Iran awaits Guardian Council decision on Rafsanjani, other presidential contenders

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In less than 24 hours, Iranians will know who will be clear to run in next month’s presidential election, the first since the June 2009 race that led to the ‘Green Movement’ that attracted global attention.Iran Flag Icon

That’s because within Iranian democracy, the Guardian Council, a 12-member body of clerics and attorneys that advises the Supreme Leader on constitutional matters, also functions as a gatekeeper for presidential and parliamentary candidates in Iran.  In theory, the Guardian Council approves only those candidates who meet the criteria to run for the presidency.  In reality, it means that minor, independent, secular, liberal, and/or female candidates, or anyone who appears too radical a threat to the current system or simply deemed unacceptable by the Supreme Leader, can be excluded from the race.  It also means that the Guardian Council can shape the contours of the race by determining the number of relative conservatives and reformists.

As such, although 686 presidential candidates — including 30 women — have registered to run in the June 14 presidential race, just a handful are expected to be confirmed to run.  In the 2009 election, for example, the Guardian Council approved just four candidates out of 476 initial hopefuls; in the 2005 election, the Guardian Council approved just six candidates from among 1,014.

But the question on everyone’s mind is whether the Guardian Council will approve Hashemi Rafsanjani (pictured above), widely seen as the most powerful politician in Iran after the Supreme Leader, Ali Khamenei.  Rafsanjani, who served previously as Iran’s president from 1989 to 1997, is as the current chairman of the Expediency Discernment Council, a 34-member body that mediates between the elected Iranian parliament and the Guardian Council.  He placed first in the first round of the 2005 presidential election, but ultimately lost widely in the runoff to the more conservative and populist Tehran mayor, Mahmoud Ahmadinejad.  As Khamenei’s contemporary, Rafsanjani was a political rival in the 1980s when Khamenei was Iran’s president (before his 1989 elevation as Supreme Leader), and that makes him a potential president with the profile and support base to potentially challenge Khamenei as Supreme Leader.  On the other hand, Rafsanjani is someone Khamenei knows well, even if they’re not best friends, is somewhat of a consensus-builder, and would be unlikely to unleash the kind of erratic leadership that Ahmadinejad has embraced.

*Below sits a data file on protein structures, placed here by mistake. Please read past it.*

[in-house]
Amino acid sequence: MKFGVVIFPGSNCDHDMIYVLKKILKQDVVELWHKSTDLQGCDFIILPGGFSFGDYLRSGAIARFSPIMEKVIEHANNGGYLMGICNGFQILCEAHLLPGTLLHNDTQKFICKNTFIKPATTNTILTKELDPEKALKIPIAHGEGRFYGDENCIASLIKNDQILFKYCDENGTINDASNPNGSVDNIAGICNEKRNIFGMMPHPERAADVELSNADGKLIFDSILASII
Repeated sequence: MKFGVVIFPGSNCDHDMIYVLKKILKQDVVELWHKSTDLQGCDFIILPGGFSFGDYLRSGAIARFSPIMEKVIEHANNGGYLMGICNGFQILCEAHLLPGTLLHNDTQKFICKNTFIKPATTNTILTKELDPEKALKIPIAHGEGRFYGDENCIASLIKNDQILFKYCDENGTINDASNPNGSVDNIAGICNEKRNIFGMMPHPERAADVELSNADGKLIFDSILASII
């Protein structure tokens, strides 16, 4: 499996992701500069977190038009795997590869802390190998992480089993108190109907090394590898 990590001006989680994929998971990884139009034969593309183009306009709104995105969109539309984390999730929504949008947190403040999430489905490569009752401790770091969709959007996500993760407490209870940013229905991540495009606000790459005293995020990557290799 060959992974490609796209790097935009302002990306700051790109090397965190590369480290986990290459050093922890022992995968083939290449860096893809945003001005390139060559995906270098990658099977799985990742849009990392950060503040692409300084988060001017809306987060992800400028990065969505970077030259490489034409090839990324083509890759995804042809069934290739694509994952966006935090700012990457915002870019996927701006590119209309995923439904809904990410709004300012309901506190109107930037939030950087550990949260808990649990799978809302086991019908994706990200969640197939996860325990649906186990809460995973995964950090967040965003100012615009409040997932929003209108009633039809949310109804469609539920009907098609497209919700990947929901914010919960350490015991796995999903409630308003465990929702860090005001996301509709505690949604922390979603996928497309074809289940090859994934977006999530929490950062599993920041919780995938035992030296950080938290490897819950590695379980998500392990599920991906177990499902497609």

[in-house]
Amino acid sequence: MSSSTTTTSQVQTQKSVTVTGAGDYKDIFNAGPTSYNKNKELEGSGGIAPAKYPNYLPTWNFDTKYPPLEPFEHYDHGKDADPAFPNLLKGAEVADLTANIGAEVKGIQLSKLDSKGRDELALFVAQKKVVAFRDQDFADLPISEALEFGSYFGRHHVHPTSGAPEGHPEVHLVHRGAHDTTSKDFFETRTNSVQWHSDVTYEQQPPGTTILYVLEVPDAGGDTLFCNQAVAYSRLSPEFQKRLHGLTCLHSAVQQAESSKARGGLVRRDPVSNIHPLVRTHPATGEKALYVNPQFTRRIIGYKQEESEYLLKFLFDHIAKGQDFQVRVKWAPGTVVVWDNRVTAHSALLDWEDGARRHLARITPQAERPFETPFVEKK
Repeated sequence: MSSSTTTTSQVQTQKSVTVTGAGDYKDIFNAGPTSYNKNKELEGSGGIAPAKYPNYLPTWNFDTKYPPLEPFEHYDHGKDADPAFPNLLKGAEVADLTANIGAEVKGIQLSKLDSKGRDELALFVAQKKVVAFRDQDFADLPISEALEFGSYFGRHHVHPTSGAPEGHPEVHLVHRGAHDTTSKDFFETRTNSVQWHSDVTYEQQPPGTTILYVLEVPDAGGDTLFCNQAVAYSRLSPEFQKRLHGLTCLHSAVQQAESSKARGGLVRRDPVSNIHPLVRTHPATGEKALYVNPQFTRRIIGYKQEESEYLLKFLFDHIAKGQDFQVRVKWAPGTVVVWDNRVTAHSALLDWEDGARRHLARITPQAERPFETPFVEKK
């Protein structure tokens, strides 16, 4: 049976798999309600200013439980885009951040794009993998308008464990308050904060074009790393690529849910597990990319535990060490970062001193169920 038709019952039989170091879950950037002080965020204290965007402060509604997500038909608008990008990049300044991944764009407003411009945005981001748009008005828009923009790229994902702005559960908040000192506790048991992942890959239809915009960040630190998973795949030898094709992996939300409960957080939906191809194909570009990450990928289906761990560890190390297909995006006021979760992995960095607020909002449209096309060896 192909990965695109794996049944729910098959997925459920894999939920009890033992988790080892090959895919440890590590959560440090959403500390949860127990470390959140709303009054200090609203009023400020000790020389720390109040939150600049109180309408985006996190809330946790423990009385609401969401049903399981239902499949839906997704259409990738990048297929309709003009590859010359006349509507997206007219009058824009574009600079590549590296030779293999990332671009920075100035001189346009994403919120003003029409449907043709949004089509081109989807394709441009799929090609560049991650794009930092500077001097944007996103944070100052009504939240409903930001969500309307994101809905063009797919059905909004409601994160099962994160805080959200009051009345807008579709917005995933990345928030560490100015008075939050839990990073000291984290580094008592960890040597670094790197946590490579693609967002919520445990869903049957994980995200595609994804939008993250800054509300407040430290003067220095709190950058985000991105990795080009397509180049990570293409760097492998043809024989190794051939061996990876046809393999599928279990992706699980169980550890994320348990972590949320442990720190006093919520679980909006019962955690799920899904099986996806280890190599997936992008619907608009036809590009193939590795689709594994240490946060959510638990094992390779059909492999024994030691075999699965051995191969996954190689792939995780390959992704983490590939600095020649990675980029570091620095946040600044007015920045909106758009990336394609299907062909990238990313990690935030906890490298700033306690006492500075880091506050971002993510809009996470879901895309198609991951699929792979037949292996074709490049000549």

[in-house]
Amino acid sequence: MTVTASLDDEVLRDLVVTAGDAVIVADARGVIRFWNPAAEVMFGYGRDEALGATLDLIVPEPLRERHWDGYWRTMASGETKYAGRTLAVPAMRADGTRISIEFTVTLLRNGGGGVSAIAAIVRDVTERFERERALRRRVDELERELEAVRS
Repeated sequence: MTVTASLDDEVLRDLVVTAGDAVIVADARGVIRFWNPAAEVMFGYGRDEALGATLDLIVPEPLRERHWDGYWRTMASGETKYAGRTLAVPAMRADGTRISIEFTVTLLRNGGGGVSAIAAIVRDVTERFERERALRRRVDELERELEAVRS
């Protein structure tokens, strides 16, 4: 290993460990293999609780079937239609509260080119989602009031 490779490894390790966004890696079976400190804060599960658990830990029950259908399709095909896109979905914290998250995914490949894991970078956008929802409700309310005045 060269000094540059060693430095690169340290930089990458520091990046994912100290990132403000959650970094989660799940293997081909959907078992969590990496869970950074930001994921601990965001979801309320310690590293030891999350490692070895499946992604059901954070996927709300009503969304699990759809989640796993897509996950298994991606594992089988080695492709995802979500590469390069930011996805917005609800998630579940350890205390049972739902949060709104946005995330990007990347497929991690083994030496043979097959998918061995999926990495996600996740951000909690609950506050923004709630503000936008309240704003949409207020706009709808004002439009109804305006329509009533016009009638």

In light of the controversial aftermath of the 2009 election, during which ‘Green movement’ supporters of Mir-Hossein Mousavi took to the streets in opposition to the legitimacy of Ahmadinejad’s reelection, the regime’s crackdown left many reformists, journalists and others killed or in jail (Mousavi and others remain under house arrest even today).  As a result, many of the movement’s backers have settled upon Rafsanjani as their preferred candidate.  That includes former president Mohammad Khatami, who served as president from 1997 to 2005 as a strong advocate for liberalization in both domestic and foreign affairs, though he wasn’t necessarily effective at enacting reform.

Rafsanjani himself didn’t openly support the ‘Green movement’ in the wake of the 2009 election, but he made some remarks indicating, ever so gently, his preference for the right to open speech, free assembly, and greater press freedom, and his opposition to the harshness of the crackdown.  Though he’s certainly not as reformist as Mousavi and Khatami, he’s never been a full-throated conservative either, which makes him in many ways a great compromise choice in light of the post-2009 battles.  At age 78, he was Iran’s president at the end of the war with Iraq in the 1980s, so he’s far from the kind of fresh face who would push for rapid change.  But for all the reasons above, he’d start the race with the support of Iran’s reform movement and he has the personal platform to push through reforms that Khatami could not a decade ago.